On the specific problem of “many widely used libraries do not have adequate documentation / lack examples”, one thing we could do is organize a Documentation Sprint on a well-chosen week-end in the following months. People would be welcome to join in (remotely), pick a library, and start improving the documentation / writing basic examples, and we would report on our progress in a shared conversation forum (eg. a Discuss thread).
Not that it’s a permanent problem, but I’ve had some trouble with odig on the Mac caused by one of the libraries it depends on. (See this bug report.) This is of course a side issue, things like ocp-browser, Tuareg, Merlin, etc. are really amazingly good tools. I miss them when working in other languages.
I would happily join in on such a thing.
BTW, another subtopic under documentation: mostly I’ve gotten around documentation problems to date for almost everything I’ve wanted to use. Sometimes it was suboptimal, but between the fact that OCaml code is so readable and people helping me, I’ve managed.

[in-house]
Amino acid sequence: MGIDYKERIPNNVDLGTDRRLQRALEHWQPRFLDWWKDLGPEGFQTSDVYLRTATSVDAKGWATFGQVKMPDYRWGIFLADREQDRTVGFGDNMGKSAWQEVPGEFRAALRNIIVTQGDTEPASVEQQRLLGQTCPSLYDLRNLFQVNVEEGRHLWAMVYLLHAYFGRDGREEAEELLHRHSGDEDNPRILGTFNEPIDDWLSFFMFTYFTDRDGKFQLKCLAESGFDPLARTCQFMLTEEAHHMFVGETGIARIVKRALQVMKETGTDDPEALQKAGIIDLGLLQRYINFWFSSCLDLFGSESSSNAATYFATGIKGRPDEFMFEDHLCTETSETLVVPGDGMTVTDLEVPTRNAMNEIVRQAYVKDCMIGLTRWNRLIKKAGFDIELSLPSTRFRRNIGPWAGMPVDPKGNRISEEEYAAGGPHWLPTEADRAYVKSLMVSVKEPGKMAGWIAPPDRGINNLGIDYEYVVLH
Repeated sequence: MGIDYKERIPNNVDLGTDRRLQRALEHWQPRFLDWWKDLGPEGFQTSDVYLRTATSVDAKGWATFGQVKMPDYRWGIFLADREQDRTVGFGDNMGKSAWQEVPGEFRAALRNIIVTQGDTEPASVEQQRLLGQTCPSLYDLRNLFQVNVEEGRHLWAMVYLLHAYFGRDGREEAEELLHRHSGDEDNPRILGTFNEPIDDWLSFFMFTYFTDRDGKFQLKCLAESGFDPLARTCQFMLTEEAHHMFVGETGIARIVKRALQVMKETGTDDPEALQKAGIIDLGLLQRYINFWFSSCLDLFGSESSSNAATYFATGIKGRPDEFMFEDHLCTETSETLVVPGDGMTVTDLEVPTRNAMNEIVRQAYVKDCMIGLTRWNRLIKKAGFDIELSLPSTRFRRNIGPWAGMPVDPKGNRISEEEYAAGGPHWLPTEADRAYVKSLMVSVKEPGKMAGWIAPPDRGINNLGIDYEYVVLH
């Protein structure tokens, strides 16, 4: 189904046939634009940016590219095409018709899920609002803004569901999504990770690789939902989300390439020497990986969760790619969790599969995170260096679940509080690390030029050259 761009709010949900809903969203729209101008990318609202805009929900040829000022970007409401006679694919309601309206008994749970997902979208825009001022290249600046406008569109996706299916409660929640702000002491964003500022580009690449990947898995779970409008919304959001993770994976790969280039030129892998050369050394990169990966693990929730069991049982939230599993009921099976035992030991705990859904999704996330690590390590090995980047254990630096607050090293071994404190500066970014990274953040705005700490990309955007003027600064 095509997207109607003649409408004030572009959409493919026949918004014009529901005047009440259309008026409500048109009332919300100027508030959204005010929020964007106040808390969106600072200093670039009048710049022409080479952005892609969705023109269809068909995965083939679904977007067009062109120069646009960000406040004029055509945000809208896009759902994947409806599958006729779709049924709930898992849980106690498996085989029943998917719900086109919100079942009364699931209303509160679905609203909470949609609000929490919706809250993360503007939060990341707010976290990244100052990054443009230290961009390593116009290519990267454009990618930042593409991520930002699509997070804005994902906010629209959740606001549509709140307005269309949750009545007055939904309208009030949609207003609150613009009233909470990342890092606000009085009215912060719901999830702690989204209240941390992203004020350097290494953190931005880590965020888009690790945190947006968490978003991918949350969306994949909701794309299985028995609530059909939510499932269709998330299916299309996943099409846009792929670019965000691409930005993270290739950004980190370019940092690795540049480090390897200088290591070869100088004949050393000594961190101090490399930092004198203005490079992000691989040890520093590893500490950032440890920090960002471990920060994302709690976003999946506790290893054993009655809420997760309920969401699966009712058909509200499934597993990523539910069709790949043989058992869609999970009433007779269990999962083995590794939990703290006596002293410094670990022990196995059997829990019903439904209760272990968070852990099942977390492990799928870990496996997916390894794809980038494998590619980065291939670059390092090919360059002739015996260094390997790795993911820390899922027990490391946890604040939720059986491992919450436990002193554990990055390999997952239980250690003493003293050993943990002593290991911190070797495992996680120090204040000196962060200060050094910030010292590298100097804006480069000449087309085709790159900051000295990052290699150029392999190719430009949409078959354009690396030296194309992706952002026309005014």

The exception is ppx. I know, I know, “ppx rewriters are an advanced facility, only experts really need to understand that and they do already”, etc., but the truth is, I’d like to do some hacking on some things that use ppx (like
sedlex) and mostly to date I’ve been forced to thrash around and make guesses about what I’m doing. A real ppx manual, including documentation of the modern helper libraries, would be a great thing. Indeed, I think it should be part of the main OCaml manual now that ppx looks like it’s here to stay. Yes, it’s an advanced topic, but even rank amateurs like me sometimes find themselves needing to dive in.